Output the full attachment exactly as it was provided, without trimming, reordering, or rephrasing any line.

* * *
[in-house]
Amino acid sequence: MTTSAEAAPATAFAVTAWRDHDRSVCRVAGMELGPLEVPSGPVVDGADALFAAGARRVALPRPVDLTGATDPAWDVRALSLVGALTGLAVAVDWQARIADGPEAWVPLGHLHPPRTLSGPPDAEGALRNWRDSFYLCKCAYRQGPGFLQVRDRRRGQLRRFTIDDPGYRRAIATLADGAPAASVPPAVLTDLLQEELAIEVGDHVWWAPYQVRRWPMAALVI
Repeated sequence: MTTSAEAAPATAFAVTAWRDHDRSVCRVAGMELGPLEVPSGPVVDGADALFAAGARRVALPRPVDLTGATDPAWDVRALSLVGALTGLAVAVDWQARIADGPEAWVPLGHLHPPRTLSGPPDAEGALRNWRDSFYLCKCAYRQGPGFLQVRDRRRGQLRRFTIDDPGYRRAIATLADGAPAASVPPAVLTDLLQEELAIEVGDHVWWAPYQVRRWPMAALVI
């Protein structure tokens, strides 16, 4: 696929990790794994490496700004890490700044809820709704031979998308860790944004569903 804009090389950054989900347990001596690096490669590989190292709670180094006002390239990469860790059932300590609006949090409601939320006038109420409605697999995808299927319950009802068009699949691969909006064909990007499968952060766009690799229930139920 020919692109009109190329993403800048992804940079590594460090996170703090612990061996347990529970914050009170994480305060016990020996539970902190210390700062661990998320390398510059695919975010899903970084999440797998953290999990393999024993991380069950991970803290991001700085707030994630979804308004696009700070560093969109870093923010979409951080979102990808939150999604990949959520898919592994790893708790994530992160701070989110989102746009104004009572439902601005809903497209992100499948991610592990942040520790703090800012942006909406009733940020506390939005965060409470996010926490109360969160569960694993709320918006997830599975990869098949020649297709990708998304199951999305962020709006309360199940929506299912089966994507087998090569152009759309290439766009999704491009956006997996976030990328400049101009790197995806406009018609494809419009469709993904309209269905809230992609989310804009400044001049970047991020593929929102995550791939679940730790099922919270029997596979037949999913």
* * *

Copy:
[in-house]
Amino acid sequence: MTTSAEAAPATAFAVTAWRDHDRSVCRVAGMELGPLEVPSGPVVDGADALFAAGARRVALPRPVDLTGATDPAWDVRALSLVGALTGLAVAVDWQARIADGPEAWVPLGHLHPPRTLSGPPDAEGALRNWRDSFYLCKCAYRQGPGFLQVRDRRRGQLRRFTIDDPGYRRAIATLADGAPAASVPPAVLTDLLQEELAIEVGDHVWWAPYQVRRWPMAALVI
Repeated sequence: MTTSAEAAPATAFAVTAWRDHDRSVCRVAGMELGPLEVPSGPVVDGADALFAAGARRVALPRPVDLTGATDPAWDVRALSLVGALTGLAVAVDWQARIADGPEAWVPLGHLHPPRTLSGPPDAEGALRNWRDSFYLCKCAYRQGPGFLQVRDRRRGQLRRFTIDDPGYRRAIATLADGAPAASVPPAVLTDLLQEELAIEVGDHVWWAPYQVRRWPMAALVI
């Protein structure tokens, strides 16, 4: 696929990790794994490496700004890490700044809820709704031979998308860790944004569903 804009090389950054989900347990001596690096490669590989190292709670180094006002390239990469860790059932300590609006949090409601939320006038109420409605697999995808299927319950009802068009699949691969909006064909990007499968952060766009690799229930139920 020919692109009109190329993403800048992804940079590594460090996170703090612990061996347990529970914050009170994480305060016990020996539970902190210390700062661990998320390398510059695919975010899903970084999440797998953290999990393999024993991380069950991970803290991001700085707030994630979804308004696009700070560093969109870093923010979409951080979102990808939150999604990949959520898919592994790893708790994530992160701070989110989102746009104004009572439902601005809903497209992100499948991610592990942040520790703090800012942006909406009733940020506390939005965060409470996010926490109360969160569960694993709320918006997830599975990869098949020649297709990708998304199951999305962020709006309360199940929506299912089966994507087998090569152009759309290439766009999704491009956006997996976030990328400049101009790197995806406009018609494809419009469709993904309209269905809230992609989310804009400044001049970047991020593929929102995550791939679940730790099922919270029997596979037949999913």